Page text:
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Hall of Fame votes trending in Piazza's favor

Past results point to catcher eventually joining baseball's elite
MLB.com

Mike Piazza's chances for election to the National Baseball Hall of Fame are very good.

That statement is based not only on the worth of his candidacy, but on the historical trends in balloting by the eligible members of the Baseball Writers' Association of America.

Mike Piazza's chances for election to the National Baseball Hall of Fame are very good.

That statement is based not only on the worth of his candidacy, but on the historical trends in balloting by the eligible members of the Baseball Writers' Association of America.

• Hall of Fame coverage

With 75 percent of the vote necessary for election, Piazza received 69.9 percent last year. Recent history indicates that, with support at that level, his election should now be a matter of when, not if. The results of the 2016 balloting will be announced today at 6 p.m. ET on MLB Network and MLB.com, with coverage beginning at 3 p.m.

Video: Watch the 2016 Hall of Fame election on MLB Network

Here is a list of candidates from the past two decades who went from close-but-not-quite to Hall of Famer status.

• In the 2013 voting, Craig Biggio received 68.2 percent of the vote. Two years later, he was elected with 82.7 percent.

• In 2011, Barry Larkin received 62.1 percent of the vote. One year later, he was elected with 86.4 percent.

• In 2009, Bert Blyleven received 62.7 percent of the vote. Two years later, he was elected with 79.7 percent.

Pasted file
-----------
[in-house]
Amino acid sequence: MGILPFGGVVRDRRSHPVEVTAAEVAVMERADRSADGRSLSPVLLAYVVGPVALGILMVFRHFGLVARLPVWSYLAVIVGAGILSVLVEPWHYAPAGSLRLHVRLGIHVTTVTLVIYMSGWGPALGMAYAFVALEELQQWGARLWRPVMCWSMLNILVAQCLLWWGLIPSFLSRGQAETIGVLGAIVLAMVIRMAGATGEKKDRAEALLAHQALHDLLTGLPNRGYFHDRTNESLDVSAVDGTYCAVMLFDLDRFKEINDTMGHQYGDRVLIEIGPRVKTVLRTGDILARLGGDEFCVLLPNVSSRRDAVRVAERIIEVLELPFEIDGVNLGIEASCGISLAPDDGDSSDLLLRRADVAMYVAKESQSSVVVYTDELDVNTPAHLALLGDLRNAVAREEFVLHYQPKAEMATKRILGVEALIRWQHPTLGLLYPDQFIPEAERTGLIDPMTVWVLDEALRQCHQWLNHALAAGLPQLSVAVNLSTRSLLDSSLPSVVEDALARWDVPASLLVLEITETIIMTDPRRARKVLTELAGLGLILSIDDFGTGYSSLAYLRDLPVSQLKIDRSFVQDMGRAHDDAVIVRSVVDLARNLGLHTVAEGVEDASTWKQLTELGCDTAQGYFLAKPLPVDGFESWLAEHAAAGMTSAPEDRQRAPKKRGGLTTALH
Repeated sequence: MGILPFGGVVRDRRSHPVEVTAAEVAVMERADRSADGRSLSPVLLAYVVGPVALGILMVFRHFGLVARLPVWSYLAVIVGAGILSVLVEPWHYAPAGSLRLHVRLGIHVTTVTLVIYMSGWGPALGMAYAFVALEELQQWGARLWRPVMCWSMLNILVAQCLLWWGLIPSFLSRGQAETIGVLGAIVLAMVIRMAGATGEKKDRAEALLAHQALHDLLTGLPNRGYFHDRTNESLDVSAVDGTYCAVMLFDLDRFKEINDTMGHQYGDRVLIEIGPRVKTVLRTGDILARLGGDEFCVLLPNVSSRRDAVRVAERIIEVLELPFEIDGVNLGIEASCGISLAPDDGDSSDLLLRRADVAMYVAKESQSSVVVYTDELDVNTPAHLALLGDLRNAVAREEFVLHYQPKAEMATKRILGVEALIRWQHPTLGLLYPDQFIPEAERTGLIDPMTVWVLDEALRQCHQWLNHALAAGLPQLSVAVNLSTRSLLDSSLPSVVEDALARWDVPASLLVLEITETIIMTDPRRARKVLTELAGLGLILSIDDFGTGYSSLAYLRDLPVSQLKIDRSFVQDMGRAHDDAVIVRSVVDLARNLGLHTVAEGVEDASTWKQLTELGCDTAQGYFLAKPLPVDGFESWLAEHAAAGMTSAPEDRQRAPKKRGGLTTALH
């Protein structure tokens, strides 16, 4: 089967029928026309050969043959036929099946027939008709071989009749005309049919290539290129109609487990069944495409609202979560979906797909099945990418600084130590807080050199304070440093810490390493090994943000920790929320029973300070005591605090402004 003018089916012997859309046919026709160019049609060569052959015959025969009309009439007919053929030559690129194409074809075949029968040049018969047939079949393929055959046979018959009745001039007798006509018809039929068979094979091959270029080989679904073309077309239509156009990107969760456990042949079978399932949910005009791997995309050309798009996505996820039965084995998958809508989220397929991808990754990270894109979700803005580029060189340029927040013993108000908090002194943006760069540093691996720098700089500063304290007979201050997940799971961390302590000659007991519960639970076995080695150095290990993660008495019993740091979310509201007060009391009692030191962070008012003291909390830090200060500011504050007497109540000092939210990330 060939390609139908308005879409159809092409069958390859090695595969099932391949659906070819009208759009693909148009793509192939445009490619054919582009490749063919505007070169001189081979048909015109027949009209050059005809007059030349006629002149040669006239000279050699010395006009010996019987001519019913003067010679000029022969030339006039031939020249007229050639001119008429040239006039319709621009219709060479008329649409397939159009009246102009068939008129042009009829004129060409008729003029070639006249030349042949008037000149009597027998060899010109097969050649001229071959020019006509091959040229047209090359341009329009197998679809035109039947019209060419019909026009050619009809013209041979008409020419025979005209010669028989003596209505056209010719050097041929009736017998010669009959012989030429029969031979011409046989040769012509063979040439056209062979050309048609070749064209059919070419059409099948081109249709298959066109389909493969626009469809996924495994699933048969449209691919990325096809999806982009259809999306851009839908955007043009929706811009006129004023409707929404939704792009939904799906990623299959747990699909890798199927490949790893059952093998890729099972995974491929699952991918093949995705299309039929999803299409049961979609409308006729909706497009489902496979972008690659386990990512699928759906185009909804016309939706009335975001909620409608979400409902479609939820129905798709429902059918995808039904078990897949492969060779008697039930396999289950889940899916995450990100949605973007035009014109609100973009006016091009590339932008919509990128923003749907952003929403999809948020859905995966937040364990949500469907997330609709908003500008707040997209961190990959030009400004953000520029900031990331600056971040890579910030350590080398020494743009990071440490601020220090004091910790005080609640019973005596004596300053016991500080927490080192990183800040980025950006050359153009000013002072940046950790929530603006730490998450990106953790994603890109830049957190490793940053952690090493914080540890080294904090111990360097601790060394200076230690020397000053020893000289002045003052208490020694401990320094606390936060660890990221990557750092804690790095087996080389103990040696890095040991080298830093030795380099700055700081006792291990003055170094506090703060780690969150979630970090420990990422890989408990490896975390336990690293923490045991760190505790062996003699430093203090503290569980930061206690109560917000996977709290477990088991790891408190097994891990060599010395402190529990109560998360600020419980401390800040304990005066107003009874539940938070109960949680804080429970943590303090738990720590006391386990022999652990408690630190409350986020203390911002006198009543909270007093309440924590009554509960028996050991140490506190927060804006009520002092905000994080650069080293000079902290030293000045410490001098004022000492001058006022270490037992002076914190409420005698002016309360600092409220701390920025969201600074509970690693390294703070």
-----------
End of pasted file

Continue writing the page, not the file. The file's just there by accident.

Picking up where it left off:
• In 2009, Andre Dawson had 67.0 percent of the vote. One year later, he was elected with 77.9 percent.

Video: Jeff Idelson joins Hot Stove to discuss HOF election

• In 2007, Jim Rice had 63.5 percent of the vote. Two years later, he was elected with 76.4 percent.

• In 2006, Rich Gossage had 64.6 percent of the vote. Two years later, he was elected with 85.8 percent.

• In 2005, Bruce Sutter had 66.7 percent of the vote. One year later, he was elected with 76.9 percent.

• In 2004, Ryne Sandberg had 61.1 percent of the vote. One year later, he was elected with 76.2 percent.

• In 2001, Gary Carter had 64.9 percent of the vote. Two years later, he was elected with 78.0 percent.

• MLB.com's 2016 Hall of Fame ballots

• In 1999, Carlton Fisk had 66.4 percent of the vote. One year later, he was elected with 79.6 percent.

• In 1998, Tony Perez had 67.9 percent of the vote. Two years later, he was elected with 77.2 percent.

• In 1996, Don Sutton had 63.8 percent of the vote. Two years later, he was elected with 81.6 percent.

• In 1996, Phil Niekro had 68.3 percent of the vote. One year later, he was elected with 80.3 percent.

• Hall of Fame results to be announced

In the past 20 years, the only man who reached a level of support similar to Piazza's but was not elected was Jack Morris. He had 67.7 percent of the vote in 2013, but that was his final year on the ballot.

Piazza's playing credentials are in order, fully worthy of induction in Cooperstown. Rumors of his involvement in performance-enhancing substances have not been supported by any sort of facts.

Piazza's Hall candidacy may have been harmed by those rumors, but he has made steady progress in the voting. Over his previous three years on the ballot, he had 57.8 percent, 62.2 percent, and 69.9 percent.

And Piazza has picked up support in a nearby precinct. Two years ago, among the 17 MLB.com writers eligible for Hall of Fame voting, Piazza had just eight votes, or 47.1 percent. This year, of 16 eligible voters on the MLB.com staff, 14 voted for Piazza, for 87.5 percent. That doesn't elect him, but it indicates that his support is still on the rise, as it should be.

Mike Bauman is a national columnist for MLB.com.